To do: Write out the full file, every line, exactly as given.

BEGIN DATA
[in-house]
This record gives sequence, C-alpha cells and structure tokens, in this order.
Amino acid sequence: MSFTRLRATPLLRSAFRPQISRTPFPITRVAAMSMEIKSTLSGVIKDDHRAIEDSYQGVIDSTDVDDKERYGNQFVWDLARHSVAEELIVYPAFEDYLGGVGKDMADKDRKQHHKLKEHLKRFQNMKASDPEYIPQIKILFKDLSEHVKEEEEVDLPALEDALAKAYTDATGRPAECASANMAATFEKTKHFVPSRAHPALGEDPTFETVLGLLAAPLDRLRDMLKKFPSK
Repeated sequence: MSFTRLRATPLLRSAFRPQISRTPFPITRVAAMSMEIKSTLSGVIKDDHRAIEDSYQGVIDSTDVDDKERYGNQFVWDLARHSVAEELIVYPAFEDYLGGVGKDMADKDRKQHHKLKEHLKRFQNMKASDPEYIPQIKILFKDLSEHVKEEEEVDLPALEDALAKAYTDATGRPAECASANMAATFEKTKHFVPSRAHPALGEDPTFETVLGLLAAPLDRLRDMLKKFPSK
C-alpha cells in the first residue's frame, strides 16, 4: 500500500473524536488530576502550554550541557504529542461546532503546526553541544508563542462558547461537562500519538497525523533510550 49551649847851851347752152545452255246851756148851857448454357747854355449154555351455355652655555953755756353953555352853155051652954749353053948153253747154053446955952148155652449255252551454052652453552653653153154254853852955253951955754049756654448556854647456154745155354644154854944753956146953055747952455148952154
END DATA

[in-house]
This record gives sequence, C-alpha cells and structure tokens, in this order.
Amino acid sequence: MSFTRLRATPLLRSAFRPQISRTPFPITRVAAMSMEIKSTLSGVIKDDHRAIEDSYQGVIDSTDVDDKERYGNQFVWDLARHSVAEELIVYPAFEDYLGGVGKDMADKDRKQHHKLKEHLKRFQNMKASDPEYIPQIKILFKDLSEHVKEEEEVDLPALEDALAKAYTDATGRPAECASANMAATFEKTKHFVPSRAHPALGEDPTFETVLGLLAAPLDRLRDMLKKFPSK
Repeated sequence: MSFTRLRATPLLRSAFRPQISRTPFPITRVAAMSMEIKSTLSGVIKDDHRAIEDSYQGVIDSTDVDDKERYGNQFVWDLARHSVAEELIVYPAFEDYLGGVGKDMADKDRKQHHKLKEHLKRFQNMKASDPEYIPQIKILFKDLSEHVKEEEEVDLPALEDALAKAYTDATGRPAECASANMAATFEKTKHFVPSRAHPALGEDPTFETVLGLLAAPLDRLRDMLKKFPSK
C-alpha cells in the first residue's frame, strides 16, 4: 500500500473524536488530576502550554550541557504529542461546532503546526553541544508563542462558547461537562500519538497525523533510550 49551649847851851347752152545452255246851756148851857448454357747854355449154555351455355652655555953755756353953555352853155051652954749353053948153253747154053446955952148155652449255252551454052652453552653653153154254853852955253951955754049756654448556854647456154745155354644154854944753956146953055747952455148952154